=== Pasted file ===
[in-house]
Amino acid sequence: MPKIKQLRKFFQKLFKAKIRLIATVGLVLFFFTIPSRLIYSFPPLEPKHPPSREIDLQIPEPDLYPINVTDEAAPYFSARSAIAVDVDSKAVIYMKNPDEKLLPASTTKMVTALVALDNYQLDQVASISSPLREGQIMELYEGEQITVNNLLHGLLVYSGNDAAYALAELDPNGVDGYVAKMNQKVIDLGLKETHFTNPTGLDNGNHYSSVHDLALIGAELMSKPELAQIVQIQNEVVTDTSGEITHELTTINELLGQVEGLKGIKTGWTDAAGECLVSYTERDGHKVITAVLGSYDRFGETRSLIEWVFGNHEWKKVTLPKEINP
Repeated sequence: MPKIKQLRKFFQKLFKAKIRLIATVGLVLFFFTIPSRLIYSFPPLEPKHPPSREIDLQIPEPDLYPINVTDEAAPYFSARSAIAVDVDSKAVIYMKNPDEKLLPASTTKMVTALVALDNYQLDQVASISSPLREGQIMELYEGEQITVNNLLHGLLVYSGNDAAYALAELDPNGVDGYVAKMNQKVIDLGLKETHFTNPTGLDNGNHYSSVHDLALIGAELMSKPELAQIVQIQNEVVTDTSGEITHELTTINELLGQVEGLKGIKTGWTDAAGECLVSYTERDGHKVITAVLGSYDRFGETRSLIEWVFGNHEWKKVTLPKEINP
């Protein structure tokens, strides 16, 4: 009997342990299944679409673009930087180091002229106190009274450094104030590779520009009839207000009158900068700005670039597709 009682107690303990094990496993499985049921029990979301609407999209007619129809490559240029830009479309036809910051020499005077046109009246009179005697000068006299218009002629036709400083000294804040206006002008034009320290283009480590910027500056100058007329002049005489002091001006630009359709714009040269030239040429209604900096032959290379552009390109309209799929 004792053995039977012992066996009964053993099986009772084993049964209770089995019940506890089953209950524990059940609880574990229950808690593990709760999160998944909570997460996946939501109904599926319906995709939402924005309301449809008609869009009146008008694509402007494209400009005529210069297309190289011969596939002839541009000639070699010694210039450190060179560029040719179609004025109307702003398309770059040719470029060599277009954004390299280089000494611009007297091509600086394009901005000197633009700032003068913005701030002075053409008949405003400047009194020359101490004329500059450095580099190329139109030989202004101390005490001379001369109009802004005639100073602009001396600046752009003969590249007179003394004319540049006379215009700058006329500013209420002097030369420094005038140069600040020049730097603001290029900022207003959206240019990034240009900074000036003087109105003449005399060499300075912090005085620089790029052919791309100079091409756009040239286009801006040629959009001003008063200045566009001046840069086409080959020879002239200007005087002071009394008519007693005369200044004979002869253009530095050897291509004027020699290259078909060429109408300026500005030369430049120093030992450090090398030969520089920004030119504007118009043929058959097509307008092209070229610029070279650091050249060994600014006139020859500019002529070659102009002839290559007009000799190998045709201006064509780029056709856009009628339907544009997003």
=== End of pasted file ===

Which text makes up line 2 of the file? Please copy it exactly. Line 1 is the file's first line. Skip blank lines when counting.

Amino acid sequence: MPKIKQLRKFFQKLFKAKIRLIATVGLVLFFFTIPSRLIYSFPPLEPKHPPSREIDLQIPEPDLYPINVTDEAAPYFSARSAIAVDVDSKAVIYMKNPDEKLLPASTTKMVTALVALDNYQLDQVASISSPLREGQIMELYEGEQITVNNLLHGLLVYSGNDAAYALAELDPNGVDGYVAKMNQKVIDLGLKETHFTNPTGLDNGNHYSSVHDLALIGAELMSKPELAQIVQIQNEVVTDTSGEITHELTTINELLGQVEGLKGIKTGWTDAAGECLVSYTERDGHKVITAVLGSYDRFGETRSLIEWVFGNHEWKKVTLPKEINP